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  • Pompei, Republican Baths (VIII 5, 36)
  • Pompeii
  • Italy
  • Campania
  • Naples
  • Pompei



  • The Italian Database is the result of a collaboration between:

    MIBAC (Ministero per i Beni e le Attività Culturali - Direzione Generale per i Beni Archeologici),

    ICCD (Istituto Centrale per il Catalogo e la Documentazione) and

    AIAC (Associazione Internazionale di Archeologia Classica).

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Summary (English)

  • In 2015, a new research project under the direction of Monika Trümper, “Bathing Culture and the Development of Urban Space: Case Study Pompeii”, was initiated within the research framework of the TOPOI Excellence Cluster 264 of the German Research Foundation (DFG). The project is a research collaboration between the Freie Universität Berlin and the University of Oxford. Overall, it investigates various aspects of the development of bathing culture within the historic context of urban development of the city of Pompeii. A particular focus lies on the study of the development of baths and bathing in the late Republican period and the transition from Greek to Roman bathing traditions. In this, bathing culture is seen as a reflection of cultural identity and therefore contributing factor to current research on the urbanistic development of Pompeii between the Archaic and Samnite periods. On the ground, investigations are centered on two key structures in this respect, the Republican Baths (VIII 5, 36) and the Stabian Baths (VII 1, 8).

    Aside from initial superficial excavations under Sogliano in 1882, the first systematic investigations of the Republican Baths were carried out under Amedeo Maiuri in 1950. Following this research, the building remained largely forgotten for several decades – it was only in recent years that Fabrizio Pesando suggested a more refined chronological interpretation based on observations of the standing, albeit heavily covered by vegetation and therefore largely obscured, remains. This latest understanding of the development of the site, however, remains to be tested against reliable archaeological data and the stratigraphic sequence in particular.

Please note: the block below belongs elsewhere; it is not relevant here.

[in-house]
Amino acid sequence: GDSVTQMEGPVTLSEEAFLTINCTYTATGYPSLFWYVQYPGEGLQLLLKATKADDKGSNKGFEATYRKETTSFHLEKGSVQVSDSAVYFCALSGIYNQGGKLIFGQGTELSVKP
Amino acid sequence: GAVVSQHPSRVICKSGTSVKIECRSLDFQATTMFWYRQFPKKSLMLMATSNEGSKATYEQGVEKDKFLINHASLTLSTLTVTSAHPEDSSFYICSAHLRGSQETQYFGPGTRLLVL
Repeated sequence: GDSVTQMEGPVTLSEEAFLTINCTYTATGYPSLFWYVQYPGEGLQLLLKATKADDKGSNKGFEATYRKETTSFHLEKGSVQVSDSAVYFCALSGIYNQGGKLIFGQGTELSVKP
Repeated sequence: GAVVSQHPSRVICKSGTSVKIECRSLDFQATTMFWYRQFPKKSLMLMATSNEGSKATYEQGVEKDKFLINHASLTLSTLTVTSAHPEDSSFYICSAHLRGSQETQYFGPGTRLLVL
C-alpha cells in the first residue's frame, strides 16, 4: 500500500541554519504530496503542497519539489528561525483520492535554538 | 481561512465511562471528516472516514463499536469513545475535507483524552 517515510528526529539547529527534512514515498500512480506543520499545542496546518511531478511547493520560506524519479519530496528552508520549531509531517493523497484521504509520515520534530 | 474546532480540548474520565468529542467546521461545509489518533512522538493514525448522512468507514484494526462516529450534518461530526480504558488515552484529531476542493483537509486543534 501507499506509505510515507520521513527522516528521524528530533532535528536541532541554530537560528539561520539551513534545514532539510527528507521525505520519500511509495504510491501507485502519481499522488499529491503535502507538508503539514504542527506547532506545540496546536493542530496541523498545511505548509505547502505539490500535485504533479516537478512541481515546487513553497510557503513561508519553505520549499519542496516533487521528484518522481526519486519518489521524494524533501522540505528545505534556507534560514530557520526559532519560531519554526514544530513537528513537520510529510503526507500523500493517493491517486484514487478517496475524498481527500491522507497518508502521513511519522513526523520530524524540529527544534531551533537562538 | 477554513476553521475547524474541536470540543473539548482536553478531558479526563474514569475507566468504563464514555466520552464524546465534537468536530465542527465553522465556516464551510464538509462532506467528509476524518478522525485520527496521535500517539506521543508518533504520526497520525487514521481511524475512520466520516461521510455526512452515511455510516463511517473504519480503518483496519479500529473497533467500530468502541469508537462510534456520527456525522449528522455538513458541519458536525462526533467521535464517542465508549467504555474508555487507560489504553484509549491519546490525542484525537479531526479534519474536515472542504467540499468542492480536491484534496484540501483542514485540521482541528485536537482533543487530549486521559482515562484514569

Two field seasons were conducted in 2015. In March, the Republican Baths were returned to the state left by the Maiuri excavations in 1950 by cleaning of surface material and vegetation. At the same time, a georeferenced plan of the entire area, including all earlier and later remains, was created in order to provide a basis for further study and identification of developmental phases of the area. In September 2015, first stratigraphic excavations in the southern parts of the Republican Baths were carried out. Three separate areas were targeted: area I – the SE part of the baths; area II/1 – the laconicum; area II/2 – the corridor running along the S face of the laconicum; area III – the praefurnium (Fig. 1).

    All excavated areas had been affected by trenches dug by Maiuri, resulting in incomplete or disturbed stratigraphic sequences. Nonetheless, it was possible to identify and reconstruct a substantial overall Matrix of contexts reaching from the Bronze Age through to 79AD. While most data remains preliminary at present and requires further analysis, some interesting observations can already be made: the laconicum (identified as room 30) appears to have been constructed by the 2nd century BC, probably during its the earliest years. It underwent a major phase of reconstruction from an initially rectangular space to its current rounded interior shape. This is likely also to have occurred during the 2nd century BC. A further phase of rebuilding and modification dates to the 1st century BC. The development of the various identified phases of the praefurnium (identified as room 17) remains far more problematic: created originally as a rectangular space with six heating ducts for the two sets of caldaria and immersion pools, it was repeatedly modified, reduced in extent and reconstructed in order to modify heat flow and firing accessibility, as well as in response to the changing needs of the modified baths complex as a whole in its various phases.

  • Monika Trümper- Freie Universität Berlin 
  • Mark Robinson- Oxford University 
  • Domenico Esposito - Freie Universität Berlin 



  • Alexander Hoer- Freie Universität Berlin
  • Catello Imperatore-Pompeii
  • Cleopatra Lawrence- Oxford University
  • Florian Birkner- Freie Universität Berlin
  • Johnathan Cook- Oxford University
  • Katie Hiscocks- Oxford University
  • Rosanna Sheehan- Oxford University
  • Sebastiano Muratore-Palermo
  • Simona Arrabito-Palermo
  • Thomas Heide- Freie Universität Berlin
  • Jennifer Hagen- Otto-Friedrich-Universität Bamberg
  • Theresa Schelling- Technische Universität Darmstadt
  • lemens Brünenberg- Technische Universität Darmstadt
  • Christoph Rummel - Freie Universität Berlin
  • Jennifer Robinson- Oxford
  • Daniel Fallmann- Albert-Ludwigs-Universität Freiburg

Research Body

  • Institut für Klassische Archäologie - Freie Universität Berlin

Funding Body

  • TOPOI Excellence Cluster 264


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